10. If you are a member of a government labor union, you should not be allowed to contribute to any politician who votes on your salary

  11. A felony conviction should result in loss of voting privileges….AFTER the FULL sentence is served and
    any restitution is made a felon should be allowed to
    petition a court for restoration of voting rights. If
    they can convince a judge they deserve to vote then and
    ONLY then can they legally do so.

  12. Depends upon the crime. This "debt to society" concept is odious. I'm glad you put it in scare quotes. If violent felons were only let out when we knew they were non-violent, I wouldn't mind restoring firearms rights. But since all too often, they're still violent gang-bangers, I'm not willing to take the risk except upon case-by-case petitions to the government. Fuck'em. Do the crime, suffer the punishment(s). Some punishments are permanent. They're just lucky if the death penalty wasn't the permanent part.

  13. @Ed, it's not a "debt". It's a punishment. Sometimes it has the desired effect, but likely as not, it hasn't. So a violent felon — just no on firearms except on a case-by-case basis. I could be convinced to allow firearms within the house for self-defense, but for some of these turds getting turned loose way too early, an untraceable bullet in the head from a victim's family member as they walked out the gate would be more appropriate. "Debt," my ass. They're being put away to protect us from them, and all too often, it's not nearly long enough. Non-violent felons — totally different situation.

  14. @Anon, I know you're out there. I've known and worked with a couple of guys like you. I don't mind visiting rights once sentence (including parole) have been served, but for violent criminals, firearms rights restored only on a case-by-case basis. Except maybe within the home for self-defense. Maybe. Depends upon the crime. Anyway, glad you've done well, and I only more were like you.

  15. I'd be fine with restoration of voting rights to reformed ex-cons, if and only if we re-created a criminal justice system which actually effectively punishes people convicted of crimes instead of just putting them on "alternate welfare" for variable time periods.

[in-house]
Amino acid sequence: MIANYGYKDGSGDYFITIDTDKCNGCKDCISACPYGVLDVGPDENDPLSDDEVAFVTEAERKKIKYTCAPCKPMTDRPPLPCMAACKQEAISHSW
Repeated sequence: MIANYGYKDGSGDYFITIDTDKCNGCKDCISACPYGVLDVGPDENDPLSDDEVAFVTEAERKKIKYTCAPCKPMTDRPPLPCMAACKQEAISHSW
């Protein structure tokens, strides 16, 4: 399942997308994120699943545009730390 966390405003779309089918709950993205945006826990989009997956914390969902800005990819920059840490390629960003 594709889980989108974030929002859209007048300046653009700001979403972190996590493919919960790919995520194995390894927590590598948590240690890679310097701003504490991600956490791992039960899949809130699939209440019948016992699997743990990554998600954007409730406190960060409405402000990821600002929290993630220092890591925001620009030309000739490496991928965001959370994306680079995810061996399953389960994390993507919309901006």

Of course, this would mean that a lot of the worst offenders would be dead, and thus no worries about restoration of rights.

    Since that's never going to happen, I oppose restoring rights after serving their sentences.

    Prison shouldn't be about improving the lives of prisoners, it should be about punishing them and providing vengeance to society for their transgressions.
    -Kle.

  16. It's a debt. The debt is paid by punishment.
    If they are a danger on release by having a gun, they should not be released.
    They'll find a gun. Or a knife. Or a hammer.
    Case by case sounds like red flag laws.

  17. So you trust judges, eh?
    Not me.
    Full restoration at end of sentence.
    Rights are rights.
    Only terminated by death.

  18. No I don't trust judges……but COUNTLESS career criminals complete 100% o there sentences and this type of career criminal should NEVER have their right restored. But plenty of people who have inadvertently fallen afoul of the system need some mechanism to return to society and while not a perfect method the judicial system IS set up to deal with the issue.

  19. Except, so far, in Florida, where felons have had the vote right returned, the felons are more often than not registering as Republican. Weird, huh?

    We shall have to see what really happens, but this may be encouraging.

  20. No, punishment is punishment. It's not payment for anything. Just because that phrase has been sloppily used even by judges doesn't make it correct. Now, how do you propose keeping still-violent offenders in jail, especially when you have more than few empty-headed prosecutors and judges imposing light sentences on those poor, poor victims of a cruel society?